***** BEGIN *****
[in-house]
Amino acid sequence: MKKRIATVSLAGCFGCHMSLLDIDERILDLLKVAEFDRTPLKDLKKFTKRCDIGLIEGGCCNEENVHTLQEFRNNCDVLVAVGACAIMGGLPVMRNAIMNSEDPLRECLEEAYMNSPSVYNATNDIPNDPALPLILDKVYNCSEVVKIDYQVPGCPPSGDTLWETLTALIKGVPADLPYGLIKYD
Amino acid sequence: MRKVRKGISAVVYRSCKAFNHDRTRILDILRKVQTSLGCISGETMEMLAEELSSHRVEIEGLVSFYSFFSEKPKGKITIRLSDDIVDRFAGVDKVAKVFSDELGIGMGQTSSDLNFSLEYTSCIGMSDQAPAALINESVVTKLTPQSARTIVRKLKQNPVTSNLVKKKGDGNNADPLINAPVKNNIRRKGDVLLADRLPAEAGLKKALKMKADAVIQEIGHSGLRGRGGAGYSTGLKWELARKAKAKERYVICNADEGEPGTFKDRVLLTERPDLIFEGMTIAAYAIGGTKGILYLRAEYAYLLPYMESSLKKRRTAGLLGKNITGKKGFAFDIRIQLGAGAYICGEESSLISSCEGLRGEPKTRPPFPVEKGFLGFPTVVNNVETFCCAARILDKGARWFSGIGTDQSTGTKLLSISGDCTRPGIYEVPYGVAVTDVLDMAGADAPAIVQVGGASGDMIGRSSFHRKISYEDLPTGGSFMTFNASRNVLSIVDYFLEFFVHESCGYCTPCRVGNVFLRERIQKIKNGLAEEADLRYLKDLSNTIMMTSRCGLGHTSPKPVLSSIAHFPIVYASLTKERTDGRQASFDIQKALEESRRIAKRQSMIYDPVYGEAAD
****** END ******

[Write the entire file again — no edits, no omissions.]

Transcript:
[in-house]
Amino acid sequence: MKKRIATVSLAGCFGCHMSLLDIDERILDLLKVAEFDRTPLKDLKKFTKRCDIGLIEGGCCNEENVHTLQEFRNNCDVLVAVGACAIMGGLPVMRNAIMNSEDPLRECLEEAYMNSPSVYNATNDIPNDPALPLILDKVYNCSEVVKIDYQVPGCPPSGDTLWETLTALIKGVPADLPYGLIKYD
Amino acid sequence: MRKVRKGISAVVYRSCKAFNHDRTRILDILRKVQTSLGCISGETMEMLAEELSSHRVEIEGLVSFYSFFSEKPKGKITIRLSDDIVDRFAGVDKVAKVFSDELGIGMGQTSSDLNFSLEYTSCIGMSDQAPAALINESVVTKLTPQSARTIVRKLKQNPVTSNLVKKKGDGNNADPLINAPVKNNIRRKGDVLLADRLPAEAGLKKALKMKADAVIQEIGHSGLRGRGGAGYSTGLKWELARKAKAKERYVICNADEGEPGTFKDRVLLTERPDLIFEGMTIAAYAIGGTKGILYLRAEYAYLLPYMESSLKKRRTAGLLGKNITGKKGFAFDIRIQLGAGAYICGEESSLISSCEGLRGEPKTRPPFPVEKGFLGFPTVVNNVETFCCAARILDKGARWFSGIGTDQSTGTKLLSISGDCTRPGIYEVPYGVAVTDVLDMAGADAPAIVQVGGASGDMIGRSSFHRKISYEDLPTGGSFMTFNASRNVLSIVDYFLEFFVHESCGYCTPCRVGNVFLRERIQKIKNGLAEEADLRYLKDLSNTIMMTSRCGLGHTSPKPVLSSIAHFPIVYASLTKERTDGRQASFDIQKALEESRRIAKRQSMIYDPVYGEAAD